Of course, no one doubts that Chief Minister Shahbaz Sharif has the political power to steamroll any canal remodelling project, regardless of any public outcry, prudent urban planning policies or environmental and local laws that may offer resistance. That’s not the point. The point is whether wasting valuable political capital on this project will be prudent for the future of the city. Consider the following:

At Partition, the population of the city stood at approximately 800,000. Today, it is about 400 percent of that figure and stands at just below eight million. The UN estimates that the city will have a population of 15 million within the next decade. When Enrique Penalosa, the former Mayor of Bogota, came to Lahore in September, he estimated the city would grow to at least 25-30 million by 2030.

Private developers (and the DHA behemoth) moved in to take advantage of this great demand for housing. Their response has to provide expensive, sprawling, automobile-dependant and energy-inefficient housing to a gullible elite taken in with the specious observation that property never depreciates in value. Of course, speculative investments also acted to keep property prices (and file prices) artificially high. The low turnover in residential properties means it will be decades before we even begin to realise the affect speculation actually has on property prices. Two further points: i) None of this development catered to low-income families, by far the largest proportion of urban housing demand; and ii) this development is based on the profit to be made by the private developers – housing schemes are designed to sell as many units as possible, not to provide recreational space for its eventual inhabitants.

So widespread was this private development that, if one cares to compare the new and upcoming housing societies on a Google Earth map of the city, one will find: i) the footprint of the DHA Phases I through VIII is about the same as the footprint of the rest of the city; and ii) private housing schemes stretching southwards for miles and miles. As things stand, the Lahore canal will be nothing but a sliver on the northeast of the city by as early as 2030.

With the economy in tailspin, the private developers find themselves in a fix. Increasing costs of cement and steel have raised construction costs higher than were projected. The weak economy means that even those investors who sought to build on their plots (as opposed to investors who bought plots merely to trade and speculate in property) are delaying their plans until things look rosier. This means they must be finding further financing and purchasers harder and harder. One can understand if they have turned to the chief minister with a plea to widen the Canal Road. In their minds, the illusion of accessibility will keep their investments attractive to the public. They are mistaken, as it would be wiser for them to take the hit and wait out the economy for a couple of years. The demand for housing is not going away. But the demographic of the final resident is all set to change. Developers should be looking to accommodate these new circumstances. But most importantly, the chief minister should remain aware that spending previous development funds on the road-widening project will not do him any favours in the future.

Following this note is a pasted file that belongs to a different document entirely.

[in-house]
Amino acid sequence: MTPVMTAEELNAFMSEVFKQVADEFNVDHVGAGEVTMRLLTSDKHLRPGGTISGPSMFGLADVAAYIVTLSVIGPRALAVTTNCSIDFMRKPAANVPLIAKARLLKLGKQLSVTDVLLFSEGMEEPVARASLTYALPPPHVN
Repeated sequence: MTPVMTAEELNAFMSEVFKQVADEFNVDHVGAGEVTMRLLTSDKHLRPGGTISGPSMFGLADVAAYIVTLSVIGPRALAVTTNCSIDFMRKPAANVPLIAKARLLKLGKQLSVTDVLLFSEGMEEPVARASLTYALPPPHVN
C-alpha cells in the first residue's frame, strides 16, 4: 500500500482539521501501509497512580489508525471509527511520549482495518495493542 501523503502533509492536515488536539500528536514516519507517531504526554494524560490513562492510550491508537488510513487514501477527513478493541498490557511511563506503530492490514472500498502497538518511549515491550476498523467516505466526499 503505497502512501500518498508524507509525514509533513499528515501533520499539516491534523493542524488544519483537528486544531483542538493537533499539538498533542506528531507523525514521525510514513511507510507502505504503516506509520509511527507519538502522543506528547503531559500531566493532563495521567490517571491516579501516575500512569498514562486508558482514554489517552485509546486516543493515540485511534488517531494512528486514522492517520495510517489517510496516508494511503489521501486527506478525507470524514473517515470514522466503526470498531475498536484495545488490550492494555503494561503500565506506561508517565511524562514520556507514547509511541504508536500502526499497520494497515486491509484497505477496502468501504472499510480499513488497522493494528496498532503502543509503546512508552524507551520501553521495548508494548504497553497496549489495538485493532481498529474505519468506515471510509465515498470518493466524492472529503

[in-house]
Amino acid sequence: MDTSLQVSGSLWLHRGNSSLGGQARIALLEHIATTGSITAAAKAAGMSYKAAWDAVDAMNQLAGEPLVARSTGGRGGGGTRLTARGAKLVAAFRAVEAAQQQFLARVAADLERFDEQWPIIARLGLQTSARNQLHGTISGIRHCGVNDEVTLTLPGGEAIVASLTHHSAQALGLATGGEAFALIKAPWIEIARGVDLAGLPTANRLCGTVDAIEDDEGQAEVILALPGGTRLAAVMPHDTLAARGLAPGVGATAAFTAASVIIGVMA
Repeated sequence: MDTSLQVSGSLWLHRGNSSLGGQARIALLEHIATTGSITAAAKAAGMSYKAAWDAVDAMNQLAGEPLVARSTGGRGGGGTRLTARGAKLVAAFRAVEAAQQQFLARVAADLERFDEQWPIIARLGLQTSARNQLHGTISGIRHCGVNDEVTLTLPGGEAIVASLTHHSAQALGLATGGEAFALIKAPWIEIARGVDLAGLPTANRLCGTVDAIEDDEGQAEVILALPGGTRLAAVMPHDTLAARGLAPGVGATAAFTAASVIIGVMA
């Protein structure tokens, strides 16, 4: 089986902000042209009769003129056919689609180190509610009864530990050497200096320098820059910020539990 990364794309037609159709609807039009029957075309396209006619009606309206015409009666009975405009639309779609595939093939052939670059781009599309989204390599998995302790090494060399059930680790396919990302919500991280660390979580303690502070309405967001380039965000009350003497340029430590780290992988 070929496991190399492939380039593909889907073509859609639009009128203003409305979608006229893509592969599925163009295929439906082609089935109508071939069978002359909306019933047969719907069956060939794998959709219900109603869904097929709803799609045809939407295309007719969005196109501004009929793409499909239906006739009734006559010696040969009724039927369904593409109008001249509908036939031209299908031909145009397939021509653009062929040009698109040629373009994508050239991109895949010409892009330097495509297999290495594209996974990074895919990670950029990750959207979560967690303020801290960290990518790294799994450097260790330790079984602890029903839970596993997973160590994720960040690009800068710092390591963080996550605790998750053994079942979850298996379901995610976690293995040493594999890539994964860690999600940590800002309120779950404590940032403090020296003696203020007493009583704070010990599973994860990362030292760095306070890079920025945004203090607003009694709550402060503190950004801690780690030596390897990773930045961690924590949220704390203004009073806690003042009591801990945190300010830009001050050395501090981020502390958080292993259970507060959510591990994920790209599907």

(To be concluded)

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3 responses to “A tale of two cities (Part I)

  1. i wonder how NESPAK would develope a proposal for widening of the canal road without cutting the trees. i am afraid it is not possible.
    moreover, to me widening of canal road is the only solution available to cater increasing traffic volumes if we don’t build an overhead carriageway.

  2. I would rather sit in traffic and admire the gorgeous reflection of trees on the canal, than drive at 120 km/h down a sterile pseudo-motorway. Leave us some of the few daily pleasures of Lahori life.

  3. I cant understand what you are going to narrate here